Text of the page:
Frances Benjamin Johnston, born in West Virginia in 1864, is said to have received one of her first cameras from Kodak founder George Eastman, a friend of her well-connected family. I don’t know if that is a Kodak in the shot above, but it looks likely. It seems to have been taken in the 1890s – thus not long after Eastman had debuted the portable camera in 1888 – while the cyanotype below of her with a large-format camera on a balcony of the State, War and Navy Building was taken in 1888. (This also almost certainly gives the lie to the oft-repeated notion that her “first” camera was from Eastman; she is said to have written him about his new, lighter-weight camera in 1889, after which he sent her one.)
Johnston had grown up in Washington, D.C., and partly through her mother’s associations there (she was the Washington correspondent for the Baltimore Sun and “knew all of the important people” in addition to being related to President Grover Cleveland’s wife), many of the city’s doors were opened for her, and as early as while she was still in her late 20s. As her biography on answers.com says, “from the 1880s into the 1910s, she would take pictures during the administrations of Presidents Cleveland, Harrison, McKinley, Roosevelt, and Taft. This resulted in an outstanding and historically invaluable pictorial document that depicted the members of the various first families, as well as White House staff members and visitors.” Johnston even took the final image of the living President McKinley minutes before he was assassinated at the Buffalo Exhibition in 1901.
She also opened a portrait studio in the city in 1894, photographing everyone from Mark Twain to Booker T. Washington to Susan B. Anthony. She was the only female commercial photographer in the city, and in 1897 she published an article in The Ladies Home Journal, “What A Woman Can Do With A Camera,” in which she shared some of the expertise she had gained. It’s a charming piece, and includes this observation: “It is a profession that should appeal particularly to women, and in it there are great opportunities for a good-paying business – but only under very well-defined conditions…: The woman who makes photography profitable must have, as to personal qualities, good common sense, unlimited patience to carry her through endless failures, equally unlimited tact, good taste, a quick eye, a talent for detail, and a genius for hard work. In addition, she needs training, experience, some capital, and a field to exploit.”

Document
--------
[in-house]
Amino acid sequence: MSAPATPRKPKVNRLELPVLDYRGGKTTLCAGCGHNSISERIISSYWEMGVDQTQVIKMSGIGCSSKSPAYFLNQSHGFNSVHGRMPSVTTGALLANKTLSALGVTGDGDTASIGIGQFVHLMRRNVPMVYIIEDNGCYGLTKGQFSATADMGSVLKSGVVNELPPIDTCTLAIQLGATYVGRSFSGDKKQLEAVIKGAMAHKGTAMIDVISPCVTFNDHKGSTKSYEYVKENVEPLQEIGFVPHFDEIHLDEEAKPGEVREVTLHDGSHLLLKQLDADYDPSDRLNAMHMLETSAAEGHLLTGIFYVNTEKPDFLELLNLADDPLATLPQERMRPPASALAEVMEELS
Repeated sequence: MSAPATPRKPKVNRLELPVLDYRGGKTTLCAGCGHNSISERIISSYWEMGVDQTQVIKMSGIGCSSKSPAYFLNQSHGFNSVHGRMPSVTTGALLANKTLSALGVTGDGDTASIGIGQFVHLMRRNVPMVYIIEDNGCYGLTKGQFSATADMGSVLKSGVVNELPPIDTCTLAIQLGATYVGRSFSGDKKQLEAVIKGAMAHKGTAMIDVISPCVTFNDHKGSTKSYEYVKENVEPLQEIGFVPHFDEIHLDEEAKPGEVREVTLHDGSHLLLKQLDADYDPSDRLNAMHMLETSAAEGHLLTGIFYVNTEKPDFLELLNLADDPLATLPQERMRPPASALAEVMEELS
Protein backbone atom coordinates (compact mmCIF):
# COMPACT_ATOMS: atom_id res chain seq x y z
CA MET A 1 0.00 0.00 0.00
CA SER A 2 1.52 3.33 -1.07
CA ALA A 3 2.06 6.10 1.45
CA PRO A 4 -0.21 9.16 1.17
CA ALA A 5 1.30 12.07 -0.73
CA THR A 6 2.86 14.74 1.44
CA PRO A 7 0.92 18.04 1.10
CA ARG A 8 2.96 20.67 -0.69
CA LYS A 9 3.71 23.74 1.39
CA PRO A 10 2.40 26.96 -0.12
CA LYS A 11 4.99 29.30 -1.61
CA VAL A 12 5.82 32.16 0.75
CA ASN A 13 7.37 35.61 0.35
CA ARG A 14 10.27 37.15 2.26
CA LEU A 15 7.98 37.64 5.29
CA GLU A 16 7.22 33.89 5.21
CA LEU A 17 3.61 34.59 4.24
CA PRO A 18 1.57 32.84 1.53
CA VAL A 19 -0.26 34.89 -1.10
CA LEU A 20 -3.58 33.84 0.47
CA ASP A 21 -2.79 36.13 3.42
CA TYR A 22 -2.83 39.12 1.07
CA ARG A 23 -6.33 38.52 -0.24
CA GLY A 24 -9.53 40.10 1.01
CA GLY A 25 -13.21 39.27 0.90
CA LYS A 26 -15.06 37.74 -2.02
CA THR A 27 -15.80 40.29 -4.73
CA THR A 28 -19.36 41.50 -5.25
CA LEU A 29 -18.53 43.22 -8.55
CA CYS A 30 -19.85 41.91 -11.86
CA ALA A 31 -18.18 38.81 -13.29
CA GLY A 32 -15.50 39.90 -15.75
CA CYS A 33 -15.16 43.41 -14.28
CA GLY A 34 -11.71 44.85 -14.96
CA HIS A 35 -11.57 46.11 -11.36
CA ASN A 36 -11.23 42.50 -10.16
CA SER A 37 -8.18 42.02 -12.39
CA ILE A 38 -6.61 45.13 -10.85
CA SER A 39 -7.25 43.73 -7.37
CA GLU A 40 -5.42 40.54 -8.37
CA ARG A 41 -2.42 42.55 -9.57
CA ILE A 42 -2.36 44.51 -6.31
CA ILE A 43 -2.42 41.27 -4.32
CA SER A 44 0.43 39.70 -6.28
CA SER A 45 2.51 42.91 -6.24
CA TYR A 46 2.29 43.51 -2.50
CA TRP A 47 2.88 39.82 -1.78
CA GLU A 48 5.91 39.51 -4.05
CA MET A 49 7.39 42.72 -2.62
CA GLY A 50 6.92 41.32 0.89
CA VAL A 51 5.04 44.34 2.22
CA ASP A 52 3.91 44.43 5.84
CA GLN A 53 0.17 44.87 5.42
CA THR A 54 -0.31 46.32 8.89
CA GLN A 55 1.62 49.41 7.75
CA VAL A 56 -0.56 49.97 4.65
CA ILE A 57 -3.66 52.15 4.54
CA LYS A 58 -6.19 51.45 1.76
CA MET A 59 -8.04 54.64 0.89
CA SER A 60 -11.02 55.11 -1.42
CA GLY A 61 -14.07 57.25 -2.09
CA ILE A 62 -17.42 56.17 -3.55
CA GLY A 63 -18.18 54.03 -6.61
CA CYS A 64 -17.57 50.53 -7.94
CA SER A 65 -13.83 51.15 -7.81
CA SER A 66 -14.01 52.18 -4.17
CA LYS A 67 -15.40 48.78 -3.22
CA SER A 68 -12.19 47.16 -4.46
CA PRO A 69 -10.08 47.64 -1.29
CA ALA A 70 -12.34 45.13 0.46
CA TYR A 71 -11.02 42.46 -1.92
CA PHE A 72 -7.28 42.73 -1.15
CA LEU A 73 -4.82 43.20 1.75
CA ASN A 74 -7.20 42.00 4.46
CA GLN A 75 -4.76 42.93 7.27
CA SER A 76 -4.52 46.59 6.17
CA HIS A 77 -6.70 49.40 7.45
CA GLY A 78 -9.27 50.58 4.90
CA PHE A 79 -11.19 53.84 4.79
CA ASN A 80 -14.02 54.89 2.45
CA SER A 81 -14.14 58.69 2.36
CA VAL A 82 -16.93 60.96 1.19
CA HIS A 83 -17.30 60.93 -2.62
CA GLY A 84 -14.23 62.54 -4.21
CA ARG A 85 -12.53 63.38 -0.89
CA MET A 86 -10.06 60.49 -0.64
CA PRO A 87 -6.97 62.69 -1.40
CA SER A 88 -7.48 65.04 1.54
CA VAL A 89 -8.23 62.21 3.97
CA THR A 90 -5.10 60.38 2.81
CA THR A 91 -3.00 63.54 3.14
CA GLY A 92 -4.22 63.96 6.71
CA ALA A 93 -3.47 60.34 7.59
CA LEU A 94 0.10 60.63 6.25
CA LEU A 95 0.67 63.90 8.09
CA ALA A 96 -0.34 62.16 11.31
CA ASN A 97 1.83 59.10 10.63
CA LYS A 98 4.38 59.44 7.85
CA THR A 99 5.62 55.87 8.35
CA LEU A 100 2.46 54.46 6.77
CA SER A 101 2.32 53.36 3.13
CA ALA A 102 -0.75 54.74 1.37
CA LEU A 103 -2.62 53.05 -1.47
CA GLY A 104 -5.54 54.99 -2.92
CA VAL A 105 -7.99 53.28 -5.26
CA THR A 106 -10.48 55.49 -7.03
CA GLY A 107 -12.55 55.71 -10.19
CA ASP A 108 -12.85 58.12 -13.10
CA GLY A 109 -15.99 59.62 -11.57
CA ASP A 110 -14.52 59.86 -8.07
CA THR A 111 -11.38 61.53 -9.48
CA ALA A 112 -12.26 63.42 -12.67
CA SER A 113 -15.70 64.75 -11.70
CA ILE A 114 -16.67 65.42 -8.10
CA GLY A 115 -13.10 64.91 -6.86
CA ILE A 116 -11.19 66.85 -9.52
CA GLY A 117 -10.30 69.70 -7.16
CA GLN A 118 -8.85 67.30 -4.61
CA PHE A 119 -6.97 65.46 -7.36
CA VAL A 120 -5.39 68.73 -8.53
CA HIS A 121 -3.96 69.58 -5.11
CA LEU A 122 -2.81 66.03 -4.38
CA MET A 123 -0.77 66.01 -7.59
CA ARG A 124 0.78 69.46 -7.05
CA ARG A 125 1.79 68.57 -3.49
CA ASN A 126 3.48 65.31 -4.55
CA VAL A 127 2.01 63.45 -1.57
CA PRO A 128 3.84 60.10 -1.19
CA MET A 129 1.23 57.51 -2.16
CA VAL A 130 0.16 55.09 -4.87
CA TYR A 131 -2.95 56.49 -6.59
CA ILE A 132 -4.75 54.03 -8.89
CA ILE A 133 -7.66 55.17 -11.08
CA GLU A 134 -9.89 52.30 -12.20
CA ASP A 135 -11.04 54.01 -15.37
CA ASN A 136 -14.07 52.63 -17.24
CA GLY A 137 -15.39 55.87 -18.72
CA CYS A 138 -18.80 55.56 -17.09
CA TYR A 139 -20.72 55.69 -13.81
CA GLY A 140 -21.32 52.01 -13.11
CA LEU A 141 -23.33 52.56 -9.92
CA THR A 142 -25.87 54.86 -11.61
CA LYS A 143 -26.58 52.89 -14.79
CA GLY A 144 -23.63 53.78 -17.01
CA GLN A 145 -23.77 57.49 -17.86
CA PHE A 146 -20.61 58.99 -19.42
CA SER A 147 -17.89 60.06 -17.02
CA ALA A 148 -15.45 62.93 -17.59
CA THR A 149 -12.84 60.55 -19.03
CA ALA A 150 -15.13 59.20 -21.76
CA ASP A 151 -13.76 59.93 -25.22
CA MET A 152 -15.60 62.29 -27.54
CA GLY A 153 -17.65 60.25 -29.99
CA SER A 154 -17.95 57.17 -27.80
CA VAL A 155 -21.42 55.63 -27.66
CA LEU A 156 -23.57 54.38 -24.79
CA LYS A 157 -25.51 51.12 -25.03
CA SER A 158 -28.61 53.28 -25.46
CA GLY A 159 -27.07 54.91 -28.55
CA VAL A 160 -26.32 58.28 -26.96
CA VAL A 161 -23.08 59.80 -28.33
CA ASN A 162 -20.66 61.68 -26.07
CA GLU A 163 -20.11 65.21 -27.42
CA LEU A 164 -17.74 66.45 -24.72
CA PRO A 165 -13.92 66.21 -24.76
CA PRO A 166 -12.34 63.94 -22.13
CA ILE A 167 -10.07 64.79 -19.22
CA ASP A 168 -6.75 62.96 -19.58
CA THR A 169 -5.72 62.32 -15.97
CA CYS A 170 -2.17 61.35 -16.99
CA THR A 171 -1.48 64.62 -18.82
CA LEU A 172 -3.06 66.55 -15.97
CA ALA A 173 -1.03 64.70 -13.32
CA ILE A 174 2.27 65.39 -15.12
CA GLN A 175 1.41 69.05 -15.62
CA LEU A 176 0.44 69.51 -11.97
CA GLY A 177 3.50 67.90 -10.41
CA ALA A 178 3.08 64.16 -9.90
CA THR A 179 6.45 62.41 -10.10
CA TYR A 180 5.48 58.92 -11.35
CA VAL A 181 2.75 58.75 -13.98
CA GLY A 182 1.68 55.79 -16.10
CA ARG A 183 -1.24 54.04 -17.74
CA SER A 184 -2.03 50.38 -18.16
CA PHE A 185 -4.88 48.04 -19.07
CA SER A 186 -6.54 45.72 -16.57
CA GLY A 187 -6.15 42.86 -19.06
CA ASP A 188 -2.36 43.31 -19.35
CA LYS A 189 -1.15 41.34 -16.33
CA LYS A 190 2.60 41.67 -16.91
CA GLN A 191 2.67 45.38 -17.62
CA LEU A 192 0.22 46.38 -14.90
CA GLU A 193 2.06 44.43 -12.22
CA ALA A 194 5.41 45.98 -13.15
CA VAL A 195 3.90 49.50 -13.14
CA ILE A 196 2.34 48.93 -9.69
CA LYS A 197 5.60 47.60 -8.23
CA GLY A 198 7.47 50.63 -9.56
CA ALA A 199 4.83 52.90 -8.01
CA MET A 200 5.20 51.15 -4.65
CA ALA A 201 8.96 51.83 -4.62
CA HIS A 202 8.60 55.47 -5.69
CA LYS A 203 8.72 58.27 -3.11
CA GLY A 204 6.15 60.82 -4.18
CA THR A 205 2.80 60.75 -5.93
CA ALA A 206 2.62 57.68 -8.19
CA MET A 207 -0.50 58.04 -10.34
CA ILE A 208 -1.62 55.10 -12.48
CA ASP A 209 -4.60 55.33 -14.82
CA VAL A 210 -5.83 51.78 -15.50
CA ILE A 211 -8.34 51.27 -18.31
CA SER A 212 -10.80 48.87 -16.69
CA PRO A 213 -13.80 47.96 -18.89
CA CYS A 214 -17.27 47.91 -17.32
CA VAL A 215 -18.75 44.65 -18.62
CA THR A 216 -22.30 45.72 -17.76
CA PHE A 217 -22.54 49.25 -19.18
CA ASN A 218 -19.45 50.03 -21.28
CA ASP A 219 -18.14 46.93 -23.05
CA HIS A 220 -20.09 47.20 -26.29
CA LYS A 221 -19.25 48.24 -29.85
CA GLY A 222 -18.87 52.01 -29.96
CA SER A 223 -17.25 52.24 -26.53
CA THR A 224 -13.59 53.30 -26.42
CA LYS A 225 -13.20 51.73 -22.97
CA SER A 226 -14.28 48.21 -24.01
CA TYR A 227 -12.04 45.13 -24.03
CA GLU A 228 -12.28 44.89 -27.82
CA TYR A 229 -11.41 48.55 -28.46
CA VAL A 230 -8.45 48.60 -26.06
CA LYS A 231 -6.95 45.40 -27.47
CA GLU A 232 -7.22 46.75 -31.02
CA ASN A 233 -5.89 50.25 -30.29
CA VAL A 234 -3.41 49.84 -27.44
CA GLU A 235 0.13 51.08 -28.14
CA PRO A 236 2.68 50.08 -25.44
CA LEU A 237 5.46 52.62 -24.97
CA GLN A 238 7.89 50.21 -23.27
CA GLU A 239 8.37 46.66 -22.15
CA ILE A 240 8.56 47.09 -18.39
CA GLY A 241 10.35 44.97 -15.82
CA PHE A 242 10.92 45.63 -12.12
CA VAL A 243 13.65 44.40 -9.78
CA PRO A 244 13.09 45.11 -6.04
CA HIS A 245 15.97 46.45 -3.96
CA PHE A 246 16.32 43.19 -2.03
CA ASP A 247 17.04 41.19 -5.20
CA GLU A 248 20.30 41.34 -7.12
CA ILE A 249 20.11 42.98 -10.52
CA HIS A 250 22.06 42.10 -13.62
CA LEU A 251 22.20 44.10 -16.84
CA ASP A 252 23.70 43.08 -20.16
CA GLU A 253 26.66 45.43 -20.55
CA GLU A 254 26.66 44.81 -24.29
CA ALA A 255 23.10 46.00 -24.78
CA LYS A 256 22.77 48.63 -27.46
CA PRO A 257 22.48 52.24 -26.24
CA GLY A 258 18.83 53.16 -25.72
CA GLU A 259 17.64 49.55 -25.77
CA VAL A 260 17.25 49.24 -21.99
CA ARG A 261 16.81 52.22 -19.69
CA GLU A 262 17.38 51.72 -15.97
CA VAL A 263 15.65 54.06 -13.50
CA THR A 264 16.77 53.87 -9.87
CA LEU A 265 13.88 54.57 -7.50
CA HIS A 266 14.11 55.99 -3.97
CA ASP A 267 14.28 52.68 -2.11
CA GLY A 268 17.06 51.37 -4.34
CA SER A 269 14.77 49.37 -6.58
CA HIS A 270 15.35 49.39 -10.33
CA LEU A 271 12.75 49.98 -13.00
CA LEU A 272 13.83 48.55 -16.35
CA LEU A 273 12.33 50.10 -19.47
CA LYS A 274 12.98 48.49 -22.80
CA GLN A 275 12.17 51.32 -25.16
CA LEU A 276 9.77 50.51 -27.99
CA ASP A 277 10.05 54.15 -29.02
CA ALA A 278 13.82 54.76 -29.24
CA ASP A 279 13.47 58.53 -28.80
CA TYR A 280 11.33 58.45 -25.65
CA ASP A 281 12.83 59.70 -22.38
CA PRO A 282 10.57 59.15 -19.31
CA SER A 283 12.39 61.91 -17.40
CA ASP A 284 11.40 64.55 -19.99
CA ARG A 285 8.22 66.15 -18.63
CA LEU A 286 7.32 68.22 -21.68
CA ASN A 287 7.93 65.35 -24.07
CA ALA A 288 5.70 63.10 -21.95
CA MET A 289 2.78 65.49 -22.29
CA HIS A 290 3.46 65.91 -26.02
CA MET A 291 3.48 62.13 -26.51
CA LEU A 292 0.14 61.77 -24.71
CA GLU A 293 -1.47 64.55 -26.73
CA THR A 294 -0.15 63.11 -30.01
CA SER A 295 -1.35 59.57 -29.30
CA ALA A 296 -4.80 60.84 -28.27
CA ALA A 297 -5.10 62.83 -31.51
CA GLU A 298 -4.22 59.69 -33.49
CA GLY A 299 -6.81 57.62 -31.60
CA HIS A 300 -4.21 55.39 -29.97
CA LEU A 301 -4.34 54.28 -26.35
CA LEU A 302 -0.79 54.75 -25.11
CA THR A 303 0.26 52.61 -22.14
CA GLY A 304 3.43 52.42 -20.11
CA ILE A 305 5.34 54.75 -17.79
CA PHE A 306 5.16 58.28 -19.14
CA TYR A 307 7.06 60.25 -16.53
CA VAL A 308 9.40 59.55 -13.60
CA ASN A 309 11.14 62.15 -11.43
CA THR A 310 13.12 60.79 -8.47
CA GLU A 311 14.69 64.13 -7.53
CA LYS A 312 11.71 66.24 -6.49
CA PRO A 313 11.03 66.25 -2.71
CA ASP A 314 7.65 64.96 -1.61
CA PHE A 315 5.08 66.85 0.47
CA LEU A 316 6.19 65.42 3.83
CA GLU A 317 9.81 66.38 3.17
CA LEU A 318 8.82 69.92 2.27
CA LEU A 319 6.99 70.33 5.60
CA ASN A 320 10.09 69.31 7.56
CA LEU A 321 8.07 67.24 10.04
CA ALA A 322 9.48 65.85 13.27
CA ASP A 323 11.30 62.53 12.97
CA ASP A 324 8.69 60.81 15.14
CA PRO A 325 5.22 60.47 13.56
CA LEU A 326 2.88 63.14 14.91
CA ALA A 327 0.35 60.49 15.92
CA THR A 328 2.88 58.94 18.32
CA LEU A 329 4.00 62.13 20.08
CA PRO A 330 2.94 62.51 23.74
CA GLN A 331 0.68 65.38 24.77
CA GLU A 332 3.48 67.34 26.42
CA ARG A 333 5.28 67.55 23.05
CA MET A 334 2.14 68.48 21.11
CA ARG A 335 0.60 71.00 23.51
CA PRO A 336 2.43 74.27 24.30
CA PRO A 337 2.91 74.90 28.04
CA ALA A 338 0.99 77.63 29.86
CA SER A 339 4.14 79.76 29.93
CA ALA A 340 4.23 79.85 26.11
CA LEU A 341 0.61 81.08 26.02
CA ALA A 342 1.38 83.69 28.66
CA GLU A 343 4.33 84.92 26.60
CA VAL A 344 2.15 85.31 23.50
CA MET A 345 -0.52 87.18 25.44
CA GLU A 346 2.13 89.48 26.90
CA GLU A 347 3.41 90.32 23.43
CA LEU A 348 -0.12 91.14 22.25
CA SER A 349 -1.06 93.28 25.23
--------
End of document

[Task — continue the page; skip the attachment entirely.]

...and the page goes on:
At least Johnston acknowledges how intimidating that sounds: “This may seem, at first glance, an appalling list, but it is incomplete rather than exaggerated; although to an energetic, ambitious woman, with even ordinary opportunities, success is always possible.” I’m sure that is true, although one could probably surmise that in her case it couldn’t have hurt to have the connections provided by her family, not to mention the art education in Paris that preceded her photography career. She received her initial photography training, for example, from Thomas Smillie, director of photography at the Smithsonian, and then in the 1890s, according to this article from Fredericksburg.com (Johnston photographed and exhibited in the area in the 1920s), she “toured Europe, using her connection to Smillie to visit various prominent photographers and gather items for the museum’s collections.”
Johnston also “served for a time as a Washington liaison for newly formed Eastman Kodak, forwarding film and serving as a customer service representative when lenses or cameras needed repairs. In this role, she gained firsthand working knowledge of her craft and the fine details of her equipment.”
However she got her start, Johnston quickly became one of the finest photographers of her generation, branching out from her beginnings as a portrait photographer to become, in the first decade of the 20th century, what is generally regarded as America’s first female photojournalist. Some time after that she developed an interest in the South, and particularly its vanishing architecture, and the Fredericksburg.com article notes that in the ’30s she often “covered more than 12,000 miles annually in her quest to capture the rapidly vanishing icons of America’s past….Johnston was particular and professional in her approach to a subject. Well into her 80s, she was known to lie on her back on a hard floor in order to capture just the right angle on a ceiling adornment. One of her photos can tell more about a site than a dozen from another source.”
Johnston, who never married (she was by some accounts a lesbian, and produced several intriguing self portraits, sometimes dressed as a man, complete with fake mustache) led an interesting, independent – some have called it Bohemian – life, finally settling in New Orleans, where she died at the age of 88 in 1952. Her collection of more than 20,000 photographs and almost 4,000 negatives resides in the Library of Congress.